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Person-to-person feature planned for Apple Pay?

November 17, 2015

A lot of talk in in the mobile payments industry in recent years has been about the ways in which people could be enticed to adopt these purchasing platforms and start using them more regularly in their everyday lives.

A lot of talk in the mobile payments industry in recent years has been about the ways in which people could be enticed to adopt these purchasing platforms and start using them more regularly in their everyday lives. The work in this area hasn’t been easy, but headway has been made slowly but surely with a large and growing number of options into the market. Now, it seems that Apple could release a new feature for its own entry that may help entice many consumers to start using these platforms regularly.

Rumors are now beginning to circulate that Apple could add a person-to-person payment service to Apple Pay or a new platform that would be linked to the existing one, according to a report from the Wall Street Journal. This would create yet another entry into the P2P payment ecosystem, which already has entries from Square, Google, PayPal, Facebook, and more. Right now, it appears that Apple is in talks with banks to allow this type of transaction, mirroring discussions it had both before and after launching Apple Pay in 2014.

Using smartphones to send money is already becoming more common.Using smartphones to send money is already becoming more common.

What does the current system look like?
It’s believed that Apple is trying to take a page from PayPal’s popular personal payments platform, Venmo, the report said. That entry to the mobile payments market was introduced in 2009, but caught on far more recently, particularly with millennials who use the service to transfer money for things like bills. This comes in addition to the fact that the largest portion of P2P transactions (49 percent) are still going through PayPal. Another 5 percent happen through Venmo, and 6 percent through competitor Square.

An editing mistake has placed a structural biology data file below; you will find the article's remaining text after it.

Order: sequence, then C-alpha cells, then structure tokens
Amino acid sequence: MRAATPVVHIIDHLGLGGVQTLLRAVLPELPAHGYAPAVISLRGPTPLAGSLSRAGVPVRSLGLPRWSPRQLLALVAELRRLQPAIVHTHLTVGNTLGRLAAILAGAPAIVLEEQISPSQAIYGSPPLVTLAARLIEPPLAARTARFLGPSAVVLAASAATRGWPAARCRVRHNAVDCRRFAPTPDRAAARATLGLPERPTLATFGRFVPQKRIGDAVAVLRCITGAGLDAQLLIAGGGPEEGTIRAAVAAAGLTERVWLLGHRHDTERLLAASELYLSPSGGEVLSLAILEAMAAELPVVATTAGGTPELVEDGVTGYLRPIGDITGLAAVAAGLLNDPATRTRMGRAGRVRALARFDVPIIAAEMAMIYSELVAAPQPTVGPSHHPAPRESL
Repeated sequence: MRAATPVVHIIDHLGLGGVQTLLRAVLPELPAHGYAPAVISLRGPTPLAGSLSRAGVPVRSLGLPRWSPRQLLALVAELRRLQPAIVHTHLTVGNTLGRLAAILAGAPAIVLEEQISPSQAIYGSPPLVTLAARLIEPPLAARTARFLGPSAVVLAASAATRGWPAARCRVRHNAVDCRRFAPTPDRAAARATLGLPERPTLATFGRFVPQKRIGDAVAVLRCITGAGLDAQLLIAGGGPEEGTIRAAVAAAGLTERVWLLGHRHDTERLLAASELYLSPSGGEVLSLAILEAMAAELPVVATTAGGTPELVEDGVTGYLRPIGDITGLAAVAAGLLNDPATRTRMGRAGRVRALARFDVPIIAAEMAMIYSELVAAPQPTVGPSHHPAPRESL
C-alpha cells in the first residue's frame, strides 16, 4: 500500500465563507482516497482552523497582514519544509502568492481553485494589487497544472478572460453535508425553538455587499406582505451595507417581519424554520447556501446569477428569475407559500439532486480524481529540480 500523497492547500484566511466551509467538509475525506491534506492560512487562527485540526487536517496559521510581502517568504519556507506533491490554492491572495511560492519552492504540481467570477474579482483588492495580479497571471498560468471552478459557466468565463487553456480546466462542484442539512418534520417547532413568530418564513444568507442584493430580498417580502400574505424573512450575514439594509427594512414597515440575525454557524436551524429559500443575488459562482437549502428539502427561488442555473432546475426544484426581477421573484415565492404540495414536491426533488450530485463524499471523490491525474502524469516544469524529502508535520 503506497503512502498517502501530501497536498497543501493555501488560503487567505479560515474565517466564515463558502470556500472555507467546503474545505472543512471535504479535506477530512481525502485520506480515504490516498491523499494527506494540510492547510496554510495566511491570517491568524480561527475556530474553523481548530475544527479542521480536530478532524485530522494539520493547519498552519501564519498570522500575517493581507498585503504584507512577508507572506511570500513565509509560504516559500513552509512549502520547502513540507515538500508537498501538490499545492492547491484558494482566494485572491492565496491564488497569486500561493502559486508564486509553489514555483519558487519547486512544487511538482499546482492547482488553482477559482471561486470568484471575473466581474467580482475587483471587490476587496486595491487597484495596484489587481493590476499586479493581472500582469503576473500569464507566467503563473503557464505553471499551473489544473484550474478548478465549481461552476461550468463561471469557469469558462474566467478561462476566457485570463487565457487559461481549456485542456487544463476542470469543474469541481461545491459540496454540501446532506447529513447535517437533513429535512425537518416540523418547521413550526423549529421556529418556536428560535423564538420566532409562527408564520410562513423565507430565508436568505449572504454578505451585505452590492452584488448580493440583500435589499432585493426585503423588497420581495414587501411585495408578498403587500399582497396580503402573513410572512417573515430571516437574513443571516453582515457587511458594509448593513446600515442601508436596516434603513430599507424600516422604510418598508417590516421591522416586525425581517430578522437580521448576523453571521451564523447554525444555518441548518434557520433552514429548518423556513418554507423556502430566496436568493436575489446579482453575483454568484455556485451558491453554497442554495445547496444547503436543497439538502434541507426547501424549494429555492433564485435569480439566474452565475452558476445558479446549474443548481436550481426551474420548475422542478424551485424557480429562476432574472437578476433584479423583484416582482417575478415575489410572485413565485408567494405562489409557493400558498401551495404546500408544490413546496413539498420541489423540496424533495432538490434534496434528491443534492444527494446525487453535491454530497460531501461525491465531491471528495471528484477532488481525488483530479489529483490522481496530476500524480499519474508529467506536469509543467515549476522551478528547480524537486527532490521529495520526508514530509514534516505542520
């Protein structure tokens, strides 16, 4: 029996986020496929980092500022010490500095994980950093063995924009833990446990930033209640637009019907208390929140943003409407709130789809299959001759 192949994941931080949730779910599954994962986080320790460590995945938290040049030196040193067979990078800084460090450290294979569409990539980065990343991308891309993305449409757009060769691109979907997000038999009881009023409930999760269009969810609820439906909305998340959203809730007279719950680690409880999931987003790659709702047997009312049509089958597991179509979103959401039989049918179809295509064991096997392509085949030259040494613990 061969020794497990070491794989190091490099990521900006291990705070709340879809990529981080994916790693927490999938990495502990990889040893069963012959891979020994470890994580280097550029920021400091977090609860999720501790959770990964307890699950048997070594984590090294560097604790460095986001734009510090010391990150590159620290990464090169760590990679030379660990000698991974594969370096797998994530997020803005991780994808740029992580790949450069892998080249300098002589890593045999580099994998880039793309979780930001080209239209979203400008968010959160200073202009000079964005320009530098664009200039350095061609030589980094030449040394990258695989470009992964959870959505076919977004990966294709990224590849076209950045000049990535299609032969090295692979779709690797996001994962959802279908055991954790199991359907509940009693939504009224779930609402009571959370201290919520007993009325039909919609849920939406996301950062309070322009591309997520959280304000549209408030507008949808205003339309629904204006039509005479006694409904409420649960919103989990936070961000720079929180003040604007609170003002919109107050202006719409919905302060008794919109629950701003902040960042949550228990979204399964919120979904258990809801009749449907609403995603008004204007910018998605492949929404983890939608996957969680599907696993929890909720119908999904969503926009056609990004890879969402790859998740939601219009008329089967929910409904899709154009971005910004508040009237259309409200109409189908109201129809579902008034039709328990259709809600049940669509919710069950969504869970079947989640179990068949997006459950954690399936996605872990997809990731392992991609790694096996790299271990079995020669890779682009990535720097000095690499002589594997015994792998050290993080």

In addition, 39 percent are funds transfers through online banking, while 20 percent go through mobile banking, the report said. But last year, when it came to mobile transactions exclusively, 46 percent went through mobile banking, but 19 percent were via Venmo, compared to just 10 percent on Square.

What’s Apple’s end-game?
What’s perplexing to experts right now is how Apple intends to make money on P2P transactions, the report said. However, some say it might not intend to make any money on them at all, and is simply leveraging this kind of payment option as a means of getting people to simply think of their iPhones as one of the best and easiest ways to handle their various financial transactions from purchases to transfers, and more.

While Apple is not currently close to unveiling this service, it did receive a patent for one earlier this year, and has been in talks with JP Morgan Chase, Capital One, Wells Fargo, and U.S. Bancorp, among other major financial institutions, the report said. The platform will likely be launched in 2016.

This is just another way in which mobile payments are likely to become the norm in the next few years, and with major participation from both tech and banking giants, companies might want to take the time now to get invested in utilizing this type of technology.

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